This Seattle native is a complex, pianistic guitarist, described as “a combination of Bo Carter and the Andrews Sisters” (Observant Fan). Her guitar playing is influenced by country blues, stride piano, classic jazz and hillbilly boogie-all filtered through the sensibility of an autodidact trailor-park aesthete. Del Rey is fascinated with the ukulele and plays the same kind of complicated rhythmic blues and ragtime on four strings as she does on six. She expects a lot out of the little instrument, and usually gets it. “The ukulele taken to a new level of musicianship”. (John Book) Come out and put some sounds with the picture that this description paints on Friday from 9:15-10:30 p.m. at the IMC, and Saturday from 9:30-10:45 p.m. at the Iron Post.
Resonator Ukelele? Why not!
Birds of Chicago
Birds of Chicago, is a collective based around JT Nero and Allison Russell. Whether touring as a duo or with the full family band, Nero and Russell have emerged as two of the most compelling new voices in North American Roots music. Nero’s fractured country-soul voice wrapped in Russell’s silver and gold tones, is a fine thing. Not too perfect, not at all saccharine, you’ll hear echoes of mountain gospel, street corner doo-wop, and classic soul. Accompanied by just a banjo and a guitar, it’s haunting. Fired by the band, it’s a full tilt revival. Check them out Friday from 7:45-8:45 p.m. and 11:30 p.m.-12:30 a.m. at the IMC.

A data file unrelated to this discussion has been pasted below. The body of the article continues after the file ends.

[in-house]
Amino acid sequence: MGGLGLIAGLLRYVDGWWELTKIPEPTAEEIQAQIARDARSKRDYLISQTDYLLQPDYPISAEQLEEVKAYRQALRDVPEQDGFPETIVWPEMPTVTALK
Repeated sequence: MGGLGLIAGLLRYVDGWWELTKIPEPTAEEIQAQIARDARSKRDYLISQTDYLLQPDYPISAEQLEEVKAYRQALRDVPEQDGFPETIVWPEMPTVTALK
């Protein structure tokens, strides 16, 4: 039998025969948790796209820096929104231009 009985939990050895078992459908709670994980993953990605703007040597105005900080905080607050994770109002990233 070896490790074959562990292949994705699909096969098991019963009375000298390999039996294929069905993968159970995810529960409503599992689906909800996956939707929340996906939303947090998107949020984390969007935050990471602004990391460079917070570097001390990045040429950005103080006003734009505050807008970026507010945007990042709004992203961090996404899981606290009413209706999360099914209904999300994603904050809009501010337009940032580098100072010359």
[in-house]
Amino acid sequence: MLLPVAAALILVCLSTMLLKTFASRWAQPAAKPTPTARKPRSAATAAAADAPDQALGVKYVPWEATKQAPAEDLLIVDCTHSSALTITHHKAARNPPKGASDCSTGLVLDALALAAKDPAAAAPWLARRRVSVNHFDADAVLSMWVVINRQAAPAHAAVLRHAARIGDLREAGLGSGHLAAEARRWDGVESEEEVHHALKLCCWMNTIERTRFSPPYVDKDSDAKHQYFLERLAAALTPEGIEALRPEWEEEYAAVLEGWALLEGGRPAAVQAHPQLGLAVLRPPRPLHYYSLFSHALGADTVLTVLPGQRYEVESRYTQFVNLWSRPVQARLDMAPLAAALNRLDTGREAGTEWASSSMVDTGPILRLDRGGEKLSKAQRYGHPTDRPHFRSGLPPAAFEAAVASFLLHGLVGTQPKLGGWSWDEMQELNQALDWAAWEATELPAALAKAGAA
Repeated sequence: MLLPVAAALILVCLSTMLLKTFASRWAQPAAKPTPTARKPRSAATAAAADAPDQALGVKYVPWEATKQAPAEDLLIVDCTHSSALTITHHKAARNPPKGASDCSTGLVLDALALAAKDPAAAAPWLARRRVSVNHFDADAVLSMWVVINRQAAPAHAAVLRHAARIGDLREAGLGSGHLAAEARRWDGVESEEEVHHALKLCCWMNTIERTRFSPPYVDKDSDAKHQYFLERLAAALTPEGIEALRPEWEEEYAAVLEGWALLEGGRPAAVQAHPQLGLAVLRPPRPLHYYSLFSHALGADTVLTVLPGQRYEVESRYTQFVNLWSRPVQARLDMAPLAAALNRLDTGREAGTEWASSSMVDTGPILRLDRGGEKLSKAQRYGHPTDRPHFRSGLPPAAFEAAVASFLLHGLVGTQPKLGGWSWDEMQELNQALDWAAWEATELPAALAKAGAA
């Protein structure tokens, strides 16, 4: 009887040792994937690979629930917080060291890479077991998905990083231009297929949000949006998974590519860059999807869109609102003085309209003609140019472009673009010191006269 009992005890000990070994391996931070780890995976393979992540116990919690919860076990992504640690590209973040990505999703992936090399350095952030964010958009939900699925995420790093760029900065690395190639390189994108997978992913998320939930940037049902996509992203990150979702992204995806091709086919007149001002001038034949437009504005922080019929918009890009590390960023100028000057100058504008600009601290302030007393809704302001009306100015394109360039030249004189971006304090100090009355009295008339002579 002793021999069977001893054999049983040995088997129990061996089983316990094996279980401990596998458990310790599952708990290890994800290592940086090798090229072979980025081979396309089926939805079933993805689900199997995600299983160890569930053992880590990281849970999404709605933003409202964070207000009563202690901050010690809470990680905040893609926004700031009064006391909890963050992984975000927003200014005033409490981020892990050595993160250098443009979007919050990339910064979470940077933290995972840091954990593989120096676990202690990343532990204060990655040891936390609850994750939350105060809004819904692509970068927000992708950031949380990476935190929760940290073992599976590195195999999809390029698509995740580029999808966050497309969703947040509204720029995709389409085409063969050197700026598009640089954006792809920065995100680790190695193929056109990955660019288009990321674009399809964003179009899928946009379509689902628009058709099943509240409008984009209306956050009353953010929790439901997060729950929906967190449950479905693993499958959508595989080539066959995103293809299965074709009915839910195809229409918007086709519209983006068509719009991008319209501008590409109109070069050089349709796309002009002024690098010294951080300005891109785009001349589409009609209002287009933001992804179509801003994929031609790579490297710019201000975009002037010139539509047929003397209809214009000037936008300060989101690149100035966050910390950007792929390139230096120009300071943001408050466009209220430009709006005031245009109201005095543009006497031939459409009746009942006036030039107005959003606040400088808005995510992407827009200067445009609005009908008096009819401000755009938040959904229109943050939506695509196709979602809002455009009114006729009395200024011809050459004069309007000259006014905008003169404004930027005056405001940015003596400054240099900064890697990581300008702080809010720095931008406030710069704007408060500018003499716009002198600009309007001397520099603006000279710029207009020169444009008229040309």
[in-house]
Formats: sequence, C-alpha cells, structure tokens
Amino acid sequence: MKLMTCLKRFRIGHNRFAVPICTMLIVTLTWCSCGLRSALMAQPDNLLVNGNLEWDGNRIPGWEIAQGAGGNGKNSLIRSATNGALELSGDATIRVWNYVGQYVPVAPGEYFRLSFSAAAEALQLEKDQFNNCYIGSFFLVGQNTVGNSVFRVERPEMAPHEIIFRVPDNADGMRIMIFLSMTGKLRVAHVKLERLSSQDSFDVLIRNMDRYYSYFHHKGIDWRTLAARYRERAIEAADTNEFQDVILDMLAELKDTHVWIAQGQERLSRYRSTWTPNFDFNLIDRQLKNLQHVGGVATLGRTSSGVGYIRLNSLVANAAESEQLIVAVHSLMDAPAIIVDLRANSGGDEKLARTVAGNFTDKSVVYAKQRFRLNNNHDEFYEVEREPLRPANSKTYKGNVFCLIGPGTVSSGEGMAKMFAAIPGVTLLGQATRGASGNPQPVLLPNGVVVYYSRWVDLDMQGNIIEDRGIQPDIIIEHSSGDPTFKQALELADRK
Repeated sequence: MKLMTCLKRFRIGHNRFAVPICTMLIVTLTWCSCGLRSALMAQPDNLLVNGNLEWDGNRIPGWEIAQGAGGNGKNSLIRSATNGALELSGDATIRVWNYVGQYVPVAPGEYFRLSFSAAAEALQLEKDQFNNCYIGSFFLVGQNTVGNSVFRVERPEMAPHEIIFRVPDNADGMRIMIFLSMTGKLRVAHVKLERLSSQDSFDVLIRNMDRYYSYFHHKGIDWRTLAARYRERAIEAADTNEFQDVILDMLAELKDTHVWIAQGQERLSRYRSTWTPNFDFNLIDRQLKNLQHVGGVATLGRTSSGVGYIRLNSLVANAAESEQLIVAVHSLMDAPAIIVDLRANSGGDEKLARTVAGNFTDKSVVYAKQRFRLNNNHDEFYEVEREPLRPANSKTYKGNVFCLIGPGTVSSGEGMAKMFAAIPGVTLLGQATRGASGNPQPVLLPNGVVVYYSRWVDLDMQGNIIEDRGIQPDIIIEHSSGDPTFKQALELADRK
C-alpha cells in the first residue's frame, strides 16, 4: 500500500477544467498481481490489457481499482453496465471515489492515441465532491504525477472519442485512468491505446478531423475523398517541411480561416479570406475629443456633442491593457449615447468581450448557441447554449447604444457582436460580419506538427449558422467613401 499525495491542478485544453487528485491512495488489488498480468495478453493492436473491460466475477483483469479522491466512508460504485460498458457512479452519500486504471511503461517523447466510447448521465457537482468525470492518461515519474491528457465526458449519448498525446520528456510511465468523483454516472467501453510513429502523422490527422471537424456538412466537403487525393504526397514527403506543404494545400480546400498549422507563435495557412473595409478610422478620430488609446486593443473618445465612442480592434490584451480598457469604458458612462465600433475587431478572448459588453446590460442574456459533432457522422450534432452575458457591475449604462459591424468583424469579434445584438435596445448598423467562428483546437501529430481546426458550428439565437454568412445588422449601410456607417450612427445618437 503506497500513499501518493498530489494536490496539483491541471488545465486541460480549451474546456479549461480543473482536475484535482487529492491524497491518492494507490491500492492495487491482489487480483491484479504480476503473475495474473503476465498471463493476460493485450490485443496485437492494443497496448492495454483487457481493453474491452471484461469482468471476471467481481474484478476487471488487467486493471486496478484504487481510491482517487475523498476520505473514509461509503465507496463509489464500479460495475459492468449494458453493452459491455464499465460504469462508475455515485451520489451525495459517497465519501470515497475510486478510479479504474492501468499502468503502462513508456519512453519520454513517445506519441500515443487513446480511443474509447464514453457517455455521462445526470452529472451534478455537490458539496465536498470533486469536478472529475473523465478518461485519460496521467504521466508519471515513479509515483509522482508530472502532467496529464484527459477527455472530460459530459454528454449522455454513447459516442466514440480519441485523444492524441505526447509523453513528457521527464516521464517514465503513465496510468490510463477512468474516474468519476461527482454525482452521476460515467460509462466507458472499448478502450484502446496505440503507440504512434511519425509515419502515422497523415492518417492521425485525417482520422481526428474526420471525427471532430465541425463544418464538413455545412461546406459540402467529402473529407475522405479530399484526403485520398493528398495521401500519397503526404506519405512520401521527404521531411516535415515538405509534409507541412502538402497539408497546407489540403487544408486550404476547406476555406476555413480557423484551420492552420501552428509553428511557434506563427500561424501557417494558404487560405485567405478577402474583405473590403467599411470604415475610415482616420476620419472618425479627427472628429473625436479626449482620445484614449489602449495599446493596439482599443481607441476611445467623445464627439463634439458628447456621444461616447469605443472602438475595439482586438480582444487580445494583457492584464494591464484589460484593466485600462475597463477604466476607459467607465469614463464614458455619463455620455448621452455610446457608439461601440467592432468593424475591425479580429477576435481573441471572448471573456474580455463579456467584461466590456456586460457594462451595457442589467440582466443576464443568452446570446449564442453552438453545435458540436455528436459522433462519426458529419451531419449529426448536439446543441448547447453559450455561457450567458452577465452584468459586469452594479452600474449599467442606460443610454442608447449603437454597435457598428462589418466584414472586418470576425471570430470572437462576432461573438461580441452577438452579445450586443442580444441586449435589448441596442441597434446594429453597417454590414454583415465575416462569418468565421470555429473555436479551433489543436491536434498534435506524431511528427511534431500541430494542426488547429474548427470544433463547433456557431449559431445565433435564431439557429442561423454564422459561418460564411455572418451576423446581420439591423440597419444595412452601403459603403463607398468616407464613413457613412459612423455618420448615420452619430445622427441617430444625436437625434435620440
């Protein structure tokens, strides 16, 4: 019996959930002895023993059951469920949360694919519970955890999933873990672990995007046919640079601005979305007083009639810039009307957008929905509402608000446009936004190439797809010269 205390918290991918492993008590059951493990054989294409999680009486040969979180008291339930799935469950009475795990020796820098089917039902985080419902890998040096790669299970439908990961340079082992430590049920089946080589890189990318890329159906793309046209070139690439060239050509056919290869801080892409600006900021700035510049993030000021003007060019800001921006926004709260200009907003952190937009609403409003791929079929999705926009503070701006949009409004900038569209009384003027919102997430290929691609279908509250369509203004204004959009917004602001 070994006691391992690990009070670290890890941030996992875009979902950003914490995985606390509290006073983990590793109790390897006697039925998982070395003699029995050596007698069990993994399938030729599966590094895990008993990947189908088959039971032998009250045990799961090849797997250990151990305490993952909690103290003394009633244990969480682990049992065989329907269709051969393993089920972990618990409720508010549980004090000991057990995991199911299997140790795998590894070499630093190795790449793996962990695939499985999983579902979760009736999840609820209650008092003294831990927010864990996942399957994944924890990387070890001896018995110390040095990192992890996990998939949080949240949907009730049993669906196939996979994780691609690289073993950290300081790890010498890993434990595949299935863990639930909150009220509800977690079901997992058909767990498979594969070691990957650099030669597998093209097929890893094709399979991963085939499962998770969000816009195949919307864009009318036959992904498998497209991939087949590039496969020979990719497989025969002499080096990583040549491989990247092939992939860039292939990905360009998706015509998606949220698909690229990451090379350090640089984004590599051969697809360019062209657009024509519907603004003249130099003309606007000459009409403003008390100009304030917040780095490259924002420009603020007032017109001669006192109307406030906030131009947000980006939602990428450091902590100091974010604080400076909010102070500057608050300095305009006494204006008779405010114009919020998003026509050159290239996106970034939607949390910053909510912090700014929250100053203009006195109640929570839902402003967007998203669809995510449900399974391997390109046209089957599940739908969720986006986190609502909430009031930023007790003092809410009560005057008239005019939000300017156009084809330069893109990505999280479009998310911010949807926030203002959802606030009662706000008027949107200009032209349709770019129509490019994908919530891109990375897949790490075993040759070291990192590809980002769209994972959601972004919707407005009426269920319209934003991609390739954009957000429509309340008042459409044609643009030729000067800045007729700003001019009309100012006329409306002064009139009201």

Clarinet, guitar, and feelings on a porch at SXSW this spring.
Los Condenados Huastecos
Los Condenados Husatecos are a Chicago-based trio that specializes in the son huasteco music of Mexico’s central gulf coast region. A variant of Mexican son-one of the country’s most emblematic traditional music-types-the huasteco style is distinguished by its virtuosic fiddle playing, canorous falsetto singing, and poetic improvisation. With parallel interests in bridging grassroots connections between the arts and local Latina/o communities, Los Condenados Huastecos have performed at cultural and educational events in the Chicago area, northern Indiana, and central Illinois. The group’s members include Alex Chávez (guitarra quinta huapanguera), Carlos García (jarana), and Juan Rivera (violin) of Latin Grammy Award-nominated Sones de México. See them Friday 3:30-4:30 p.m. at the Spurlock Museum for the Day of the Dead workshop and then in performance from 6-7:15 p.m. at the IMC.
This is fantastic. That fiddler. Whoa.
The Whipstitch Sallies
The Indianapolis Star reports that “The Whipstitch Sallies have been creating a buzz on the local bluegrass/folk music scene.” Their lively, energetic performances engage crowds in festival settings as well as intimate venues. All the band members sing lead and harmony vocals, and this versatility is a strength for the group’s rootsy Americana sound. Allie Burbrink brings driving rhythm and picking on acoustic guitar and banjo while Kat Erickson holds down the groove on upright bass. Meanwhile, Sam Roberts’ powerful mandolin style and Katie Burk’s spirited fiddle leads show their diverse influences—from punk to old-time. No wonder NUVO calls them “bluegrass rockers with panache.” Come hear these ladies tear down the Rosebowl on Saturday 8:45-10 p.m.